Theatre and Research Journey to Helsinki, May 2009

Mikko-Olavi Seppälä with our students
Alyson Fortner, Kati Fitzgerald, Elizabeth Richardson, and Melissa Macedo (from left to right) at a Helsinki dinner with theatre scholar Mikko-Olavi Seppälä

Early in the spring semester of 2009, Mellon Fellow and Assistant Professor Hana Worthen received a Mellon grant to facilitate a trip to Finland, a lively and informal way of introducing four Barnard students—Kati Fitzgerald '10, Alyson Fortner '11, Melissa Macedo '10, and Elizabeth Richardson '11—to her research and orientation to theatre and performance studies and, equally as important, introducing her to our students' ideas, energies, and commitments. Committed to the sense that artistic creation happens in a network of aesthetic, social, historical, and economic relations, Worthen is particularly drawn to the ways theatre is involved in making and mediating the ideologies of its surrounding culture: "As a theatre/performance scholar, I ask what performance claims for or conceals from me, how it shapes my (and my contemporaries') sense of social and artistic potentiality; these were questions I hoped to open to our consideration."

Over the course of the spring semester, the group met together, and with Lasse Suominen and Aili Flint of the Columbia University Finnish Program, to orient themselves to Finnish language and culture, before spending five rich days in Helsinki. There, the group saw two productions directed by one of Europe's most intriguing directors, Kristian Smeds, at the Finnish National Theatre, The Unknown Soldier (Tuntematon sotilas) and God is Beauty (Jumala on kauneus), as well as Pekka Milonoff's Kalavale at the KOM Theatre—all productions critically targeting dilemmas of Finnish society. The Unknown Soldier breaks with the still-influential myth of postwar Finnish national identity, while Kalavale stages the corruption of humanity by commercially-driven media, taking the form of a TV reality show. As Melissa Macedo suggests, the productions dramatized both a different approach to making theatre, and a different sense of how theatre figures in Finnish social and public life: "The most striking thing I noticed about the theatre [in Finland] was the generous attentiveness the audience gave to the performers"; "The performers were able to engage in a dialogue with the audience that felt personal and relevant. This mutual respect made the theatre space safer to take risks, be political and challenge the audience in a way that I have yet to see in any theatre in the U.S."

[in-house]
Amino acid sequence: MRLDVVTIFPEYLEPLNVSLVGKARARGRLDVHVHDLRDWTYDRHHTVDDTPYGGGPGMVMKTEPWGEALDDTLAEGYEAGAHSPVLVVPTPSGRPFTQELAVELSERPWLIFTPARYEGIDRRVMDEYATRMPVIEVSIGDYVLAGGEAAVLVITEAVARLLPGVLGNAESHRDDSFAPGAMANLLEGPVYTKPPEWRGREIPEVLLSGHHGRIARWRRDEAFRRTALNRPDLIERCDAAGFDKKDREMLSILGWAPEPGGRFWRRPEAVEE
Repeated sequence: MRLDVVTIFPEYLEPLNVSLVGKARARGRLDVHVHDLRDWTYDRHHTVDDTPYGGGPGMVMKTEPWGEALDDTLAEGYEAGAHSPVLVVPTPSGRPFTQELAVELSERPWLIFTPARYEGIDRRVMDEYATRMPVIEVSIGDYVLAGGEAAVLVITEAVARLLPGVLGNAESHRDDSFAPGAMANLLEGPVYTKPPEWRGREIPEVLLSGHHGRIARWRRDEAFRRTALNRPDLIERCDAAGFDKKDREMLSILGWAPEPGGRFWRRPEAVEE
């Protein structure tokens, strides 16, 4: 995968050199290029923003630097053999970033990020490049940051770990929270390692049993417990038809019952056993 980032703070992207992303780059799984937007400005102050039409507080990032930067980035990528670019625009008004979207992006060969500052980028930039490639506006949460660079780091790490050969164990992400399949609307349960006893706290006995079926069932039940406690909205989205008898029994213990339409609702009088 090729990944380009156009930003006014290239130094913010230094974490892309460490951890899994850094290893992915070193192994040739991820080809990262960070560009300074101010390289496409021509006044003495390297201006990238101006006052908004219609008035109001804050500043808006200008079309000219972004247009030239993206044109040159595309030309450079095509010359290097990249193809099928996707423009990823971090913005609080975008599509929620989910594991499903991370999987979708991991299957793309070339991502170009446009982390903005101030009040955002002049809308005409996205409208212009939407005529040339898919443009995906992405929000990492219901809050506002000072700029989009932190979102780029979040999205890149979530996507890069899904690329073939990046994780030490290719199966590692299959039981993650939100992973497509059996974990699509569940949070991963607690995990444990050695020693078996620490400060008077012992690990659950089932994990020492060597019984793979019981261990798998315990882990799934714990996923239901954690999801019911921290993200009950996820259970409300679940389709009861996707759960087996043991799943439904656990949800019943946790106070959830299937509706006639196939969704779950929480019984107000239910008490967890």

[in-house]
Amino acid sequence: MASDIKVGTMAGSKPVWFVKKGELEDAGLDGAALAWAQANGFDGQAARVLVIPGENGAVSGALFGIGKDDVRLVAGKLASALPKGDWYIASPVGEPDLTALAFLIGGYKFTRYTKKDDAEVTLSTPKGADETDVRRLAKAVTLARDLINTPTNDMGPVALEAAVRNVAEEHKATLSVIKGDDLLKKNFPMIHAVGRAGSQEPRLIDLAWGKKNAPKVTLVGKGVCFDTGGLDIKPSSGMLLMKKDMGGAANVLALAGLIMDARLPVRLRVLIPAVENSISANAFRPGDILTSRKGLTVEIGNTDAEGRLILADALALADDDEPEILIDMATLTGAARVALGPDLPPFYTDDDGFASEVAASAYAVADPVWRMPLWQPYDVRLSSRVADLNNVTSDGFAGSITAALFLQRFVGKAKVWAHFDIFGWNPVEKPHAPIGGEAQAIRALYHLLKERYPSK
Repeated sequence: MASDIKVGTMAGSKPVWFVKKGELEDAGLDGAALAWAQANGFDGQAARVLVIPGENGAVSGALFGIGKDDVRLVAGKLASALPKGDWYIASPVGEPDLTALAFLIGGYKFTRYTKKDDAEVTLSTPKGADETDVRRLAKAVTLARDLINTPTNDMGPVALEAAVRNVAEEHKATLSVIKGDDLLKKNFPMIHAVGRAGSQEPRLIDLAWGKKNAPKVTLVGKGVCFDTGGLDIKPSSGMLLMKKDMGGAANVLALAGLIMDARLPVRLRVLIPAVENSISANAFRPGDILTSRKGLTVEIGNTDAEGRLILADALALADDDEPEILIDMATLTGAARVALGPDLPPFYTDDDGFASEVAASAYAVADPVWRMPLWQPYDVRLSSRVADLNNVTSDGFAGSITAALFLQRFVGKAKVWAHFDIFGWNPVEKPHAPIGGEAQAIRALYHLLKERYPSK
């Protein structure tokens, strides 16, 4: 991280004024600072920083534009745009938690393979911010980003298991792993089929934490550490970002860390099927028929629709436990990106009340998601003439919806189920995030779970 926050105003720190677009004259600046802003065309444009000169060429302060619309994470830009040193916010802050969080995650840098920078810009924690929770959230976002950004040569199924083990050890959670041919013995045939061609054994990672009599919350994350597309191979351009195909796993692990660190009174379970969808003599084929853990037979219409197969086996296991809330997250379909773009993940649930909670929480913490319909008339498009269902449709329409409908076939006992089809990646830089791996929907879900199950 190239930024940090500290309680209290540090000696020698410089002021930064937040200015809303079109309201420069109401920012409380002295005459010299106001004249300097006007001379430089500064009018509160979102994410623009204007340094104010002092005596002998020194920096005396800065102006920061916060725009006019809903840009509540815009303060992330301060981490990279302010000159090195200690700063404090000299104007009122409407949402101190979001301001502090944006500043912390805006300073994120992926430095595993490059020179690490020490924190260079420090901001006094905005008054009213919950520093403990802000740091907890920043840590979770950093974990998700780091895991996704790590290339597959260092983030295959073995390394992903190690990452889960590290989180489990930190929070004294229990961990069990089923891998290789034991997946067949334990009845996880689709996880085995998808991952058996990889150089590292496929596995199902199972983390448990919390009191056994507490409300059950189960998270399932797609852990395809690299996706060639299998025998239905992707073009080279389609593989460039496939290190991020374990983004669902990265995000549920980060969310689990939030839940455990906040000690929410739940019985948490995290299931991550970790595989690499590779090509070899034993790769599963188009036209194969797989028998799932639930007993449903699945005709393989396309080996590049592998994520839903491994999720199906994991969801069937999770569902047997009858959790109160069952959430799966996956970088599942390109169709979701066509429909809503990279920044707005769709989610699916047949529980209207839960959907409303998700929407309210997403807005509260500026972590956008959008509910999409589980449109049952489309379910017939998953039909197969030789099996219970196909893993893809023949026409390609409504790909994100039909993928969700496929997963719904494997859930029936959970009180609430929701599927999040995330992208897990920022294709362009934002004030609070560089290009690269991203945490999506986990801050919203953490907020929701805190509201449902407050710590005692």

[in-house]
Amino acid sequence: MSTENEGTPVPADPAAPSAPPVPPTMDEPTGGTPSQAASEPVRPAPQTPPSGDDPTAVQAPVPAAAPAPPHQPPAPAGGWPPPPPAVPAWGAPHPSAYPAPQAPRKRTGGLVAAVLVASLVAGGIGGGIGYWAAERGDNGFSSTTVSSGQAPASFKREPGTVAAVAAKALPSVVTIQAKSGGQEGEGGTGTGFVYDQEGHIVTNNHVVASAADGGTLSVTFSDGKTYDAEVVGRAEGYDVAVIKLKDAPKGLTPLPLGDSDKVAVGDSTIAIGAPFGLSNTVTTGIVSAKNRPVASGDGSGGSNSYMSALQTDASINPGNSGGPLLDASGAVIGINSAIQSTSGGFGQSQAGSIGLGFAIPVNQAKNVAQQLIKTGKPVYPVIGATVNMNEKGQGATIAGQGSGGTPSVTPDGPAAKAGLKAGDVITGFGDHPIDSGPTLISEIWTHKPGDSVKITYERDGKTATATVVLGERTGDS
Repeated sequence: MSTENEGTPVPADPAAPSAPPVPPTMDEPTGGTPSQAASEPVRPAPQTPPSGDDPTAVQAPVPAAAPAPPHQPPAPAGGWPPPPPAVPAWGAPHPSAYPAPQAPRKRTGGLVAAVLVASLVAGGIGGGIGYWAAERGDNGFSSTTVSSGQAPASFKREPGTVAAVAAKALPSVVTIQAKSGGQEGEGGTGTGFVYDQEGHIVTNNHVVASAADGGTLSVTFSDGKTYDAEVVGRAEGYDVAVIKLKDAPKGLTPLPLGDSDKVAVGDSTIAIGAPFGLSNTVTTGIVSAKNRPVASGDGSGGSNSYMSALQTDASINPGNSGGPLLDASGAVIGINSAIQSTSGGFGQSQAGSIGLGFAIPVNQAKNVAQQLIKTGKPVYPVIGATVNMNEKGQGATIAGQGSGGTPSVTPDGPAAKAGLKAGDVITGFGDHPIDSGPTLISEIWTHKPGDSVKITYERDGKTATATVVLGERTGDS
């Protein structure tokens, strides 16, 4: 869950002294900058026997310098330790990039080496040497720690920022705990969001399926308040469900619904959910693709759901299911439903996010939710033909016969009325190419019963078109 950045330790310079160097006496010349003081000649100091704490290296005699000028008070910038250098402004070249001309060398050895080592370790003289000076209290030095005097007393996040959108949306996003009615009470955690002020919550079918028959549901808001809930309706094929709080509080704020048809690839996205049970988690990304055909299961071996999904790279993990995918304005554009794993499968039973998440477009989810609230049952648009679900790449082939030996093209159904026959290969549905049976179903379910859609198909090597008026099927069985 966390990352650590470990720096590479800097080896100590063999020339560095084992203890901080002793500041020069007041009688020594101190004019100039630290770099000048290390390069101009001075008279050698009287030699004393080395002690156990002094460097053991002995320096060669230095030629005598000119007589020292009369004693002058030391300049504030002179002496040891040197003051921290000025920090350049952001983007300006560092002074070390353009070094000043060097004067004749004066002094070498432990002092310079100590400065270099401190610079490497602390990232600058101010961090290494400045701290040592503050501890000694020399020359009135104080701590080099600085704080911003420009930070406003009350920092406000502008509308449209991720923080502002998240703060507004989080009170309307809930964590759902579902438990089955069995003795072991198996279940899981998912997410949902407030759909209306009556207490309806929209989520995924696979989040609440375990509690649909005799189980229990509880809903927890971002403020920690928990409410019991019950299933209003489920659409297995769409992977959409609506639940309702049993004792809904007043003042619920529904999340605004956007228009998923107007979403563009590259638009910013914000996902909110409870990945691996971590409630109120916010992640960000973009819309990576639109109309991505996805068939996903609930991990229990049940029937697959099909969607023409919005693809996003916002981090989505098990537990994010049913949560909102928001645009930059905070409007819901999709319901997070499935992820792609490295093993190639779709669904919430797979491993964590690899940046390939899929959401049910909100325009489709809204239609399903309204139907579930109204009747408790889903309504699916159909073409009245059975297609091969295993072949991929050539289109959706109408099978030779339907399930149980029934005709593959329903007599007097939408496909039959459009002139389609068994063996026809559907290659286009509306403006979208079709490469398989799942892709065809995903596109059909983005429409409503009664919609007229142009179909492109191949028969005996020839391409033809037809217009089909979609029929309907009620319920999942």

The group was able to explore this wider theatrical context in several ways, as well. The stage productions were framed by meetings with University of Helsinki and Tampere students and faculty, with the directors and researchers of the Theatre Information Centre and Theatre Archive, and with professionals from the KOM Theatre. And, of course, everyone was able to spend some time visiting other artistic and cultural sites in Helsinki-the Suomenlinna fortress; Ateneum, the national gallery; Kiasma, the museum of modern art.

Our special thanks to Professor Hanna Korsberg and Essi Syrén of the Theatre Research Department of the University of Helsinki, to the Finnish Theatre Information Centre and its director Riitta Seppälä, to the Theatre Museum in Helsinki and its director Hanna-Leena Helavuori and the researcher Pälvi Laine, to researchers Outi Lahtinen, Mikko-Olavi Seppälä, and Linnea Stara, and to the KOM Theatre, especially Aleksi Milonoff, for all their assistance and their very warm reception during our stay in Helsinki.

President Halonen with our students
Three months later, our students meet the president of Finland outside the opening of the "100 Years of Women's Voices and Action in Finland" exhibition at Columbia University. From left: Melissa Macedo, Alyson Fortner, Kati Fitzgerald, President Halonen, and Elizabeth Richardson.



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